Cherry Harvest, New Beehive

The cherries are ready to harvest.

The cherries are ready to harvest.

It is finally time to harvest the cherries. The cherries started to change color early this week and most of them were ready to be picked by the middle of the week, but the storms that moved through Oklahoma this last week has kept me from doing anything until Saturday.

This year has been so different compared to last year.  Just about everything seems to be taking a month longer.

Once more, I have three hives on my property.

Once more, I have three hives on my property.

About two weeks ago, I found a swarm in my back yard, but  I was not able to catch it.  However, I now have three hives on my property again.  I ordered a queen to replace the queen in one hive to get less aggressive genetics, but before I was able to, they swarmed and I was unable to find the old queen.  To prevent the queen from going to waste, we set up a third hive and put the new queen in there.  We borrowed worker bees from another hive and a frame of brood to make sure the hive survives until the new queen can get to laying.

Okra, radishes, and lettuce.

Okra, radishes, and lettuce.

The garden has been making good progress over the past few weeks.  The radishes in particular have been doing quite well and have managed to completely shade out the ground, which I like because it helps cut down on the weeds in that section of the garden.  I would really like for that to be happening in more places in the garden, but so far I’ve only managed to do that here.  The okra I planted has sprouted.  My wife makes an excellent gumbo, which contains okra, so I’m looking forward to having some with okra I grew.

Peas, beans, and herbs.

Peas, beans, and herbs.

The peas I planted this year are doing much better than my attempt last year.  This year most of the plants that sprouted have flowered and have been setting pods.  I accidentally pulled up one plant with pods while weeding today, so I ate the peas in the pods and shared them with my wife.  It was the first time she has ever had peas straight out of the pod she rather liked them.  Given that she normally avoids peas, this is saying a lot.  There is nothing quite like peas straight out of the pod.  If you have never had a chance to have them, grow some peas next year or find somebody who is growing them this year.  You won’t regret the taste.

The garden is looking very green, but I can probably pack even more plants in here.

The garden is looking very green, but I can probably pack even more plants in here.

I finally have caught up with weeding the garden from when I when on my business trip early in May.  Now I just have to maintain the bed, which is a lot easier.  I don’t enjoy having to play catch up, but at least the wet weather has made the process considerably easier.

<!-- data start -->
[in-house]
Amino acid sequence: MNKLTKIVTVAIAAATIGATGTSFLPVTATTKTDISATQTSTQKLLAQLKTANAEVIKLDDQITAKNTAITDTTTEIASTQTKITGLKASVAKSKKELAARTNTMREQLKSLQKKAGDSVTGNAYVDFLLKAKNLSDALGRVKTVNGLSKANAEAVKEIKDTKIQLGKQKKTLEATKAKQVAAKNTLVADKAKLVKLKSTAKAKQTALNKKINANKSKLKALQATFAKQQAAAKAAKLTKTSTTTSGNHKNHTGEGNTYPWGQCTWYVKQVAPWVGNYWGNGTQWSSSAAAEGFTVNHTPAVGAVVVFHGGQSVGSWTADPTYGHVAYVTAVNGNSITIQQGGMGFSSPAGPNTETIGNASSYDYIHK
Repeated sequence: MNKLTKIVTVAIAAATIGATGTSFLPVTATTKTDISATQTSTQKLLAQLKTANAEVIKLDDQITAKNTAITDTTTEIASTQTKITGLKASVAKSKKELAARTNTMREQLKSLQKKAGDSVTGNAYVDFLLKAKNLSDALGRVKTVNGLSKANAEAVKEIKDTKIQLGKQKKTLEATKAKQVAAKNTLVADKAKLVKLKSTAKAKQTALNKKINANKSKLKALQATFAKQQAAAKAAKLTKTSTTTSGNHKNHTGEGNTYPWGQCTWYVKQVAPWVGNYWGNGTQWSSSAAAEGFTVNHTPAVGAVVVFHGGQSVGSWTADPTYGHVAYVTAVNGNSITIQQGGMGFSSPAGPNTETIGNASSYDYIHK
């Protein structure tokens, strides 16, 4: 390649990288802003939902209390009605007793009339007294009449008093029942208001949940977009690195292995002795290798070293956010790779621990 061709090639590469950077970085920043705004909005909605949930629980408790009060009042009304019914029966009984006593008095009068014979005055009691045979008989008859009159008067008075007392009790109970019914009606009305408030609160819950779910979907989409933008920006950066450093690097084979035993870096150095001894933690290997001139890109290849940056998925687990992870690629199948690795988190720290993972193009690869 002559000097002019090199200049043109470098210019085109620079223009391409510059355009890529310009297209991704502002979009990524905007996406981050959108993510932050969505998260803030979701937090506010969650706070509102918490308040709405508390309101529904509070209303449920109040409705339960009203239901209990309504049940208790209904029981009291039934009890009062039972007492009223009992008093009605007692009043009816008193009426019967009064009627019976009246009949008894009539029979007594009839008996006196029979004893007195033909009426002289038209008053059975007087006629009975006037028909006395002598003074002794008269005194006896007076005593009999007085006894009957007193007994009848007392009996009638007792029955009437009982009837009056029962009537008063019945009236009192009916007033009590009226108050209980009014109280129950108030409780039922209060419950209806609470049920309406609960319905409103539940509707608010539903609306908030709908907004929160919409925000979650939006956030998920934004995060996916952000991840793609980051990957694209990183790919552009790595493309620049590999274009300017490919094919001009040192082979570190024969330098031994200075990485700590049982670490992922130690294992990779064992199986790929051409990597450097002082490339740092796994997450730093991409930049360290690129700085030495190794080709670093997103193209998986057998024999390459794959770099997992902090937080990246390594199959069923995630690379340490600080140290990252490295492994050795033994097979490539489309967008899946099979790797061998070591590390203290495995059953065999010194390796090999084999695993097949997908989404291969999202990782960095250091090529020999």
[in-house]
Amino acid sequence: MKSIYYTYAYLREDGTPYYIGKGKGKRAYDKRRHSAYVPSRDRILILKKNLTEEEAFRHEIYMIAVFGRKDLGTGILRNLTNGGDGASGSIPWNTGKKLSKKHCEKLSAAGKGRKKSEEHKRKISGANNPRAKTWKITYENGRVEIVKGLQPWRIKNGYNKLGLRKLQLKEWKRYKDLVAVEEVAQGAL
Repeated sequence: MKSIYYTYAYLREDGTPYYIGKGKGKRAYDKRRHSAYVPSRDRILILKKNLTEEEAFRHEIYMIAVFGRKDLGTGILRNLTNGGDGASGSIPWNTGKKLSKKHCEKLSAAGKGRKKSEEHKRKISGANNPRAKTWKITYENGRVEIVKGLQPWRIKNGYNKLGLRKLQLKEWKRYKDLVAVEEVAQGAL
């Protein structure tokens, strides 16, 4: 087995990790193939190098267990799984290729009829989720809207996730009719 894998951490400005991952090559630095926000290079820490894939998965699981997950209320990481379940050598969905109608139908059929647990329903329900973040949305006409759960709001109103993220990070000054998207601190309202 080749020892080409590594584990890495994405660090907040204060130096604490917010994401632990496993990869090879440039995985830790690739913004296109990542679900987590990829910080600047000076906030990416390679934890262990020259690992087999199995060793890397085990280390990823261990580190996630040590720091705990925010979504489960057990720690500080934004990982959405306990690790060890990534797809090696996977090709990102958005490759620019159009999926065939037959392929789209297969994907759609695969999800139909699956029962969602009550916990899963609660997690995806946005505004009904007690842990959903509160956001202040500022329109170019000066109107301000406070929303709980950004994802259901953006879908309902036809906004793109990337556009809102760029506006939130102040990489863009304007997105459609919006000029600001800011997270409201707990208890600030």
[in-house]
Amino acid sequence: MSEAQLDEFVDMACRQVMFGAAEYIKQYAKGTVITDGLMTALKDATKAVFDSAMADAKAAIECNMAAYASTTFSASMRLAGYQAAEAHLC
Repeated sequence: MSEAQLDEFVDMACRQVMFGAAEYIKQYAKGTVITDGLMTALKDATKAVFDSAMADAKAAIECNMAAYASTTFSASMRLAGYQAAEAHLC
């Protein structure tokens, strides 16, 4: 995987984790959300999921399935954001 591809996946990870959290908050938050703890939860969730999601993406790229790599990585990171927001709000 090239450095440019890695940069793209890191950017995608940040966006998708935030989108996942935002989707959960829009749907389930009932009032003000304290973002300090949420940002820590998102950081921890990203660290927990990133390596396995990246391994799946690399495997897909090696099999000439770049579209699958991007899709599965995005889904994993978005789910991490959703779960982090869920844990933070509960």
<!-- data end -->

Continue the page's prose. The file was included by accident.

I picked up some new seeds today and planted them in the garden: green beans to fill in the places in the rows of peas where the seeds didn’t sprout and basil, oregano, and parsley.  These join the chives, thyme and mint I already have growing in the garden.  I will eventually have a wide variety of herbs in the garden.

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Pole Beans? Onion Seeds?

Storm clouds right before some much-needed rain.

This last week has had quite a bit happen.  I finally have a fully functional riding lawn mower and it only took me six months.  Mowing an acre and a quarter with a push mower takes a little more than a day.  The week also gave us just over an inch and a half of rain.  I am very grateful for this as it gave me a bit of a reprieve from watering the garden manually and it also refilled my rain barrels.

Turns out the pinto beans are pole beans.

Well, it turns out that the pinto beans I got from the whole foods store in town ended up being pole beans. Growing these beans has been rather interesting as the source of these was a package labeled for food purposes and not seed. No instructions or information about the pinto beans.  Within the past two or three weeks, the bean plants have put on flowers, started making bean pods and started growing vines out the top of the plants.  The last part caught me off guard as I only had a handful of bamboo stakes to use as poles for the beans.  Thankfully, the tree in my back yard where I keep the dogs likes to grow somewhat straight branches which I helped myself to.

A line of small pinto bean plants.

This past week, I also planted the last of the beans I will be starting this year for food.  If I end up planting any more beans, it will be as a green manure cover crop to provide fertilizer for next year.  Unlike all my previous pinto bean plants, these were planted directly into the garden rather than be started in the greenhouse.  It has gotten so hot in the greenhouse, up to 113 degrees farenheit.  The seeds don’t like it that much and are not germinating very well.  Because of this, I have stopped using the greenhouse for germinating seed and have put everything away until the fall if I decide to try some fall crops, or next year if not.

An onion seed head. Perhaps I will have better luck with these than I did with the packet I found in the shed.

The previous owner of my house left a lot of things here when he left. Among them was an onion in a plastic pot sitting next to the greenhouse.  I haven’t paid much attention to this plant until recently when it flowered and then formed a seed head.  I believe this is a yellow onion, but I will be waiting to check this until after I have collected the seeds to use for next year.